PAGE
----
If there is a serious challenge to the conservatives in the next federal election, it will come from the NDP. The Liberals are too disorganized, demoralized and broke to do much more than merely survive (usual caveats of changing nature of politics apply). The New Democrats will try to expand their base of support through various tactics, including perhaps a moderation of style if not of policy. Or rather, they will try to change some Canadians’ perceptions and image of the party.

Still, if anyone asks my opinion (they won’t) i would say that it is important that the NDP remain true to itself and its principles, sometimes in the face of public opposition, or risk being lumped in with all those other, more cynical parties and politicians.

Incidentally, several provincial sections of the NDP are enjoying increased popularity since the election, at the expense of both Liberals and conservative parties. This is reflected in polling, most, but not all, of which was conducted before the filibuster began. With several provincial elections penciled in for the fall of this year, we should know soon what effect the federal realignment will have on politics in Ontario, Manitoba, Newfoundland and Labrador and PEI.

Canadian Conservatives Morphing Into Republicans

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Remember how GW Bush inherited a surplus from Bill Clinton and left behind a ginormous deficit for his Kenyan born socialist successor? The magic of the Bush tax cuts and two expensive and unpaid for wars. The U.S. GOP has apparently taught their junior partners in Canada well.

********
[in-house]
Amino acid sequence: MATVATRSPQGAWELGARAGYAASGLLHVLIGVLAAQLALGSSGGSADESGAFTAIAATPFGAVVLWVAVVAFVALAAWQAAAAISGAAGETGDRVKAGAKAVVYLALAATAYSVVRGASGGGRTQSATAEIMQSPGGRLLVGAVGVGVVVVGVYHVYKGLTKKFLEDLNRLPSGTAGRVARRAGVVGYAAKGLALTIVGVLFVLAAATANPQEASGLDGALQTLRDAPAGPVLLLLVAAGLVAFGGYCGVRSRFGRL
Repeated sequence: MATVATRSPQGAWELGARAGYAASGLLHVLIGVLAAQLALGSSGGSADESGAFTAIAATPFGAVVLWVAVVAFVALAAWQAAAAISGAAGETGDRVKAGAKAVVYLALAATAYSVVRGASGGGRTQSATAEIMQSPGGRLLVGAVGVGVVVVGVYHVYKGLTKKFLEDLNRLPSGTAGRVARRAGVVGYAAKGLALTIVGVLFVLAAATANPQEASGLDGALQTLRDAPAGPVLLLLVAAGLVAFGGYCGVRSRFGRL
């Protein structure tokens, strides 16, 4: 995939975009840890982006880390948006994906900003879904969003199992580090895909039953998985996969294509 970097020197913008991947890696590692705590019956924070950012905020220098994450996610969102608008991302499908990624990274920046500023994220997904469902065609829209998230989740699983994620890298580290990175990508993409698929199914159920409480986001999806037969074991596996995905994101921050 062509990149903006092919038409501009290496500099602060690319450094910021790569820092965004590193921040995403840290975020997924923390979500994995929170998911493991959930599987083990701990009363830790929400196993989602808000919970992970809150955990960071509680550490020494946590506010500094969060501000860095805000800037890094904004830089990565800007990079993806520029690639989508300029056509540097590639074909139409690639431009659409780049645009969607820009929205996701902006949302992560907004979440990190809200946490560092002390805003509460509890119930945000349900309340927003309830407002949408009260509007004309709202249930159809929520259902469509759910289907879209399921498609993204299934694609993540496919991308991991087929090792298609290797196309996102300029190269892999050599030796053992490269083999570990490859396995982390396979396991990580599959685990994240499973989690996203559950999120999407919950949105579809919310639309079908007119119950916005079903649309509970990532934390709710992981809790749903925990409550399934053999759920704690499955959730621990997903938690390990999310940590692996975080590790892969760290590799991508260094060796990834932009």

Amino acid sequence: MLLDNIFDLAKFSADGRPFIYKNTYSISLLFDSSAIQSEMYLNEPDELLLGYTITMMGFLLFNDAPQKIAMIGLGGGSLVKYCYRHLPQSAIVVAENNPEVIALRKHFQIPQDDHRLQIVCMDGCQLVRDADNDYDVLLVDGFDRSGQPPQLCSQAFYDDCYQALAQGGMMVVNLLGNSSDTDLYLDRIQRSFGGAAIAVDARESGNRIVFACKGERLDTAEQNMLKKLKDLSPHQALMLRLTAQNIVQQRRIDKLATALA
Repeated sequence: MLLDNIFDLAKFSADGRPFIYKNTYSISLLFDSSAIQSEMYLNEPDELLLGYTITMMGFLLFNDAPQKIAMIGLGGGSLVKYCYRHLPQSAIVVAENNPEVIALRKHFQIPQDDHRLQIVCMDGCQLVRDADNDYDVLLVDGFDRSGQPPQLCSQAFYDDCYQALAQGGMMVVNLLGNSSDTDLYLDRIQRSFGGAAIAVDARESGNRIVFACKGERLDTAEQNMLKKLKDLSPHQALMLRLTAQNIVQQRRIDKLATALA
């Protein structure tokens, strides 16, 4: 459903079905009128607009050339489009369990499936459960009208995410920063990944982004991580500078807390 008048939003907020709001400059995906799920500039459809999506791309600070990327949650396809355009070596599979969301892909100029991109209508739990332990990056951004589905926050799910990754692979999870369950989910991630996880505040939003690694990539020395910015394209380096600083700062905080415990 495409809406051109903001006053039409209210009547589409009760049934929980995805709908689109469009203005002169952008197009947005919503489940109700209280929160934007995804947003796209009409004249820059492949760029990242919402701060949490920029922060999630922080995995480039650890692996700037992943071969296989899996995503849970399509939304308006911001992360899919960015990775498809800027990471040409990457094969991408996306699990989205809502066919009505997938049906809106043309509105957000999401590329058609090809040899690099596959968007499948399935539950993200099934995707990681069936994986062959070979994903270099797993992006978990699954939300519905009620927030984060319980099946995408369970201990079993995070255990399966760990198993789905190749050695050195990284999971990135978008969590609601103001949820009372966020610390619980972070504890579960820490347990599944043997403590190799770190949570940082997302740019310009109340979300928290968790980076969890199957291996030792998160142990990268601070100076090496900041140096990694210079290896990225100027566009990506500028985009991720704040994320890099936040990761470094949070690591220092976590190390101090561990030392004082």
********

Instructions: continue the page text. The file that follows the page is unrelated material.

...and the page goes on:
According to the Globe and Mail, one of many daily rags who favor fiscal conservatism and endorsed Harper in the recent election, the Conservatives are now confessing that they made up all that stuff about balancing the budget in four years:

The revised 2011 budget that the government will present next month will not show a surplus by 2014-15 as promised in black and white in the Conservative campaign platform, even though the government insists it still intends to deliver on the election promise.

Finance Minister Jim Flaherty says he needs time to consult economists and to draft a clear plan to deliver the extra savings Prime Minister Harper promised during the election campaign.

“We will do the strategic and operating review and we will book [those savings] once the review is done. That will get us to balance a year earlier, but is not part of the upcoming budget,” Chisholm Pothier, Mr. Flaherty’s spokesperson, said on Wednesday.